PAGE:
Vertex is poised for a shopping spree. But it’s still unclear just what might go into their basket — and at least one analyst is getting impatient
After setting the tone at JP Morgan for a busy year of dealmaking, Reshma Kewalramani and her Vertex crew are giving slightly more shape to the pipeline they want to build with $6.7 billion in cash — but leaving much to be speculated.
Through it all, the freshman CEO says, Vertex will remain “a company that is about specialty markets” — and emphatically not a rare disease player.
Geoff Porges at SVB Leerink, though, sees the drive to introduce new drugs to the pipeline more driven by necessity than anything else. The company, according to him, is avoiding key questions while exposing “inconsistencies between their portfolio and their strategy.”
“(T)he company’s success is catching up with them, in terms of the burden of having to diversify their business and add to their pipeline,” he wrote in a note. “Notwithstanding the company’s catchphrases of ‘cracking the biology’ and ‘pouring on the chemistry’, their most advanced program is CTX-001 which is an allogeneic stem therapy treatment for sickle cell disease and beta thalassemia. Another of their handful of clinical programs is their pancreatic islet cell transplant therapy for type I diabetes (entering clinic 1H 21).”
Rather than specifics, she offered some “color and texture” behind capital allocation: Compared to three years ago, Vertex molecules are in patients across six disease areas (up from just two, cystic fibrosis and pain) and revenue has grown from a little north of $2 billion to more than $6 billion.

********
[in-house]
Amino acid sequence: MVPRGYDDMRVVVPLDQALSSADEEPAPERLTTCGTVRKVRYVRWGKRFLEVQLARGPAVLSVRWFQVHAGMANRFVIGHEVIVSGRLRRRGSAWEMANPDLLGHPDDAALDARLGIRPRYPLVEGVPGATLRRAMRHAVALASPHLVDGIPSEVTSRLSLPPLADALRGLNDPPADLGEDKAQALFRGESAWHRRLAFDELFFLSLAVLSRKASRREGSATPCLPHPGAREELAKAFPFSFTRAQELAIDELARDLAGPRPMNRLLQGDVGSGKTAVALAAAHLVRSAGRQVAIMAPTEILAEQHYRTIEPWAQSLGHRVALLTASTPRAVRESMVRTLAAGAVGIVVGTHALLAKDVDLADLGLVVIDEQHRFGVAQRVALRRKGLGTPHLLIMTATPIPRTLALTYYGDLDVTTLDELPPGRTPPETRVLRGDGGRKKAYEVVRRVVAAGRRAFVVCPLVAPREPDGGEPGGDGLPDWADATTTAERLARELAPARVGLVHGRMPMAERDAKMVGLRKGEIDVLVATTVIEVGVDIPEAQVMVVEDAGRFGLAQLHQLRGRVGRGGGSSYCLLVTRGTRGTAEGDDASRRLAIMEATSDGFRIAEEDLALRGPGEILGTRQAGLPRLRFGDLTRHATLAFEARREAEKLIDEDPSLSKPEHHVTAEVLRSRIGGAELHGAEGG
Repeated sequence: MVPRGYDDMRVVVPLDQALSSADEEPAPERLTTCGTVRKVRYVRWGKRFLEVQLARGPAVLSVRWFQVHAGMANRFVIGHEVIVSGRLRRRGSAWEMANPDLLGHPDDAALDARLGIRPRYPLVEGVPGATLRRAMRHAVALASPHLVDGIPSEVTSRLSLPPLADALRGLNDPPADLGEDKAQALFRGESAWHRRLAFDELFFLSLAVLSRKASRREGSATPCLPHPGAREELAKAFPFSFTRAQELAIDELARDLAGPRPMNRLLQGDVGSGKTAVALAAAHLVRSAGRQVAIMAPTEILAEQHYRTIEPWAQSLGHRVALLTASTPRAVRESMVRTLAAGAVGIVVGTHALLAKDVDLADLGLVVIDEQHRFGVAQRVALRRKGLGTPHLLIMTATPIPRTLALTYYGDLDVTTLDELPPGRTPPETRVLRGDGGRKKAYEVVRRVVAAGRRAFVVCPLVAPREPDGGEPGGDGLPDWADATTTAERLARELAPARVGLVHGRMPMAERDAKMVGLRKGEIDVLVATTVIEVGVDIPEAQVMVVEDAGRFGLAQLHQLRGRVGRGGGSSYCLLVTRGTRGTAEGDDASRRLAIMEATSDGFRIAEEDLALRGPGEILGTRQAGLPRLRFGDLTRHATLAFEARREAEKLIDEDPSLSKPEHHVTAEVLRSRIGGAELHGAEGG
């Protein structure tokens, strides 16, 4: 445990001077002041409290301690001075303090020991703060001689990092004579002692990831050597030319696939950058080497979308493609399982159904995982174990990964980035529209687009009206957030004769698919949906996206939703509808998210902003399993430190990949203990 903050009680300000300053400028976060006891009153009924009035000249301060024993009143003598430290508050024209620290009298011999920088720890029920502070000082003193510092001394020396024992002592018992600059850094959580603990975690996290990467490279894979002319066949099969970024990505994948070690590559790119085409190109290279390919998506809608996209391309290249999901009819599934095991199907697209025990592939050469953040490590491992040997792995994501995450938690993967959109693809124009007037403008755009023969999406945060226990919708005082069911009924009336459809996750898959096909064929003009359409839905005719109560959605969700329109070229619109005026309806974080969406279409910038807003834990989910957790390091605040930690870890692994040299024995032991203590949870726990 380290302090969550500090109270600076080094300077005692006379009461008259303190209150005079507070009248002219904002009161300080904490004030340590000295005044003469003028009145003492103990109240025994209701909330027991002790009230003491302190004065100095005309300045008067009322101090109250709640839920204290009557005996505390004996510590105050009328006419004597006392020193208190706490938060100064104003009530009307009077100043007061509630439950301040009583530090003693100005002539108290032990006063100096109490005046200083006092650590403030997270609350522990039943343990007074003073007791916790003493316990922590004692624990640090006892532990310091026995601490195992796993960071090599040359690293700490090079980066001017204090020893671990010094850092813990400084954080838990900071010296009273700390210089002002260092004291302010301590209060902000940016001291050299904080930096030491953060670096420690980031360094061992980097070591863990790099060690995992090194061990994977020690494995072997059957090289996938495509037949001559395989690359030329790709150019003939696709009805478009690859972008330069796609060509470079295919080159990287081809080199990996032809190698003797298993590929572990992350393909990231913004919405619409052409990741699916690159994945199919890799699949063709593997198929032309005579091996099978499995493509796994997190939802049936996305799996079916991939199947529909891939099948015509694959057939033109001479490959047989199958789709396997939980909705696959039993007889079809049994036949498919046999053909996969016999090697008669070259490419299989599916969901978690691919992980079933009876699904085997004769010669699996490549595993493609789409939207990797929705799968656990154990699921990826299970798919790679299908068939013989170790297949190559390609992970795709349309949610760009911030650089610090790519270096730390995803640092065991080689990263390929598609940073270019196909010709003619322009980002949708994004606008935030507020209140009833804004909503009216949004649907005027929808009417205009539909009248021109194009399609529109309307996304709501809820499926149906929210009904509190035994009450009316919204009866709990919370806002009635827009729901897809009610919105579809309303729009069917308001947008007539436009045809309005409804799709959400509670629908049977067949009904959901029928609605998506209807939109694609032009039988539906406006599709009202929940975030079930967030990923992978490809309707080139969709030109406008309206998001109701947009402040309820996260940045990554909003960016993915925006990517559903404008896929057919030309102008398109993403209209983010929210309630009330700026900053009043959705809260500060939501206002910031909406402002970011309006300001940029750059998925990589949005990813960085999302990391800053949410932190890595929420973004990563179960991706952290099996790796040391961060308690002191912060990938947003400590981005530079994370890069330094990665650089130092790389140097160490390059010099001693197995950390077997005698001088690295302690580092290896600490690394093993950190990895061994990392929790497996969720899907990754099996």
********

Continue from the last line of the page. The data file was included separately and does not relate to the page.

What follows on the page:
As she suggested at JPM, it all backs up a search for mid-to late-stage assets alongside new tools:
I want to be very clear that the strategy is exactly the same what I outlined previously. And if I just focus in on the assets that fit our R&D strategy, we are now able to look at, for example, Phase 2 assets, assets that might be in Phase 3, and those are assets that we’re going to look at. We’re also going to continue to look at tools for our toolkit. I’m not looking at — I have no preconceived notions about the timing of a transaction and I have no preconceived notions about the dollar amount of a transaction. It has to fit our R&D strategy. It has to be transformative. We have to be able to add value. And, when we find that asset, and we have the patience and the judgment to be very thoughtful about that, we’re going to be ready to evaluate.
The execs also dodged a question on whether there is any platform tech that they don’t already have but would be interested in.
They have already dipped their toes into some of the hottest pools, including gene therapy, gene editing, mRNA, protein degradation and small molecule approaches for drugging RNA. “And you will continue to see us do deals and partnerships where there’s a particular technology that opens up a target that we think has transformational potential, and we’ll continue to do those as time goes on,” was as far as R&D chief David Altshuler was willing to go.
For now, at least.